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close this bookBetter Farming Series 45 - Multinutrient Block Handbook (FAO, 1995, 28 p.)
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View the documentPreface
View the documentAcknowledgements
View the documentWhat are multinutrient blocks?
View the documentAnimals that can be fed multinutrient blocks
Open this folder and view contentsHow to make multinutrient blocks
Open this folder and view contentsFeeding multinutrient blocks to animals
View the documentUsing a mixer to make multinutrient blocks


by L.O. Garcand J.I.R. Restrepo

Rome, 1995

FAO Economic and Social Development Series No. 3/45

The designations employed and the presentation of material in this publication do not imply the expression of any opinion whatsoever on the part of the Food and Agriculture Organization of the United Nations concerning the legal status of any country, territory, city or area or of its authorities, or concerning the delimitation of its frontiers or boundaries.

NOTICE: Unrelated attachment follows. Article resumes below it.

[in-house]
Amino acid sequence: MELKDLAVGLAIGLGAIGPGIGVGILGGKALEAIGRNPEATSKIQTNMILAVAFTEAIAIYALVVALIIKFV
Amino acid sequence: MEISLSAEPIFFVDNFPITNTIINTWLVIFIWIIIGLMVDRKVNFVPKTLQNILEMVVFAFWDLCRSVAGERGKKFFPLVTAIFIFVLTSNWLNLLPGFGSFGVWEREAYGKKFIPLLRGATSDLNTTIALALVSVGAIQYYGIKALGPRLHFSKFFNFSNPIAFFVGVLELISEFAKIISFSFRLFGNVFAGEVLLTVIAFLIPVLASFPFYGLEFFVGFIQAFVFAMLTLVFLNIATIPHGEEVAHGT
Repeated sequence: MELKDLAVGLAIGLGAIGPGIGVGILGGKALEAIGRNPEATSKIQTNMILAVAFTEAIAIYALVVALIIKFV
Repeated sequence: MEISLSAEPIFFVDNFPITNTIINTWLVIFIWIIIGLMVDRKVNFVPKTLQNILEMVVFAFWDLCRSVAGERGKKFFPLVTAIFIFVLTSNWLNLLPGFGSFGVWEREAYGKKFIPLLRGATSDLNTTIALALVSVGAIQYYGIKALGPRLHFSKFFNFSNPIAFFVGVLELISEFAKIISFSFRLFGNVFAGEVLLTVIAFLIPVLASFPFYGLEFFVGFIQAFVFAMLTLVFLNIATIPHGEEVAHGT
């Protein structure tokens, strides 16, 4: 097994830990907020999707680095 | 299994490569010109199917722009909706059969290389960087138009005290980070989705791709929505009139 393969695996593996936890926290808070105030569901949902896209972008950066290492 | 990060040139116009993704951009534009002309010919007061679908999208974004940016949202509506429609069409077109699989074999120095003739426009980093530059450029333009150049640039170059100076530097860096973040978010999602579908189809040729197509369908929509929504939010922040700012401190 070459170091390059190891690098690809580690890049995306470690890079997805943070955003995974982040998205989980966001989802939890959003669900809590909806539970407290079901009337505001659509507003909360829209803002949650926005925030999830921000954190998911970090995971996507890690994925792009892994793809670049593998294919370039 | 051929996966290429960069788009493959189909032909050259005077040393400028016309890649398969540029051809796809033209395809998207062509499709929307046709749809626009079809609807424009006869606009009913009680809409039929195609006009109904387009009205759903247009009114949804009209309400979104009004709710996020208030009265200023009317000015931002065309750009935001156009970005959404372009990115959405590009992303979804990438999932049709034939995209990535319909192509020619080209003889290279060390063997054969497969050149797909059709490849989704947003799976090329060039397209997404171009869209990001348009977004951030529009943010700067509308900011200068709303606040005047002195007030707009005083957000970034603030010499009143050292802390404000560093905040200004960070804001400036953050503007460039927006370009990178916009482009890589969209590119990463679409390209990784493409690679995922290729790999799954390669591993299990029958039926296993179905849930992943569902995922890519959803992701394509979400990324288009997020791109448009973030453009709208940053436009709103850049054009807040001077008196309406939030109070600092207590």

David Lubin Memorial Library Cataloguing in Publication Data

Garcia, L.O.

Multinutrient block handbook
(FAO Better Farming Series, no. 42)
ISBN 92-5- 03617-9

1. Animal feeding
2. Feeding systems
I. Title
II. Series
III. FAO, Rome (Italy )
IV. Restrepo, J.L.

FAO code: 23

All rights reserved. No part of this publication may be reproduced, stored in a retrieval system, or transmitted in any form or by any means, electronic, mechanical, photocopying or otherwise, without the prior permission of the copyright owner Applications for such permission, with a statement of the purpose and extent of the reproduction, should be addressed to the Director, Publications Division, Food and Agriculture Organization of the United Nations, Viale delle Terme di Caracalla, 00100 Rome, Italy.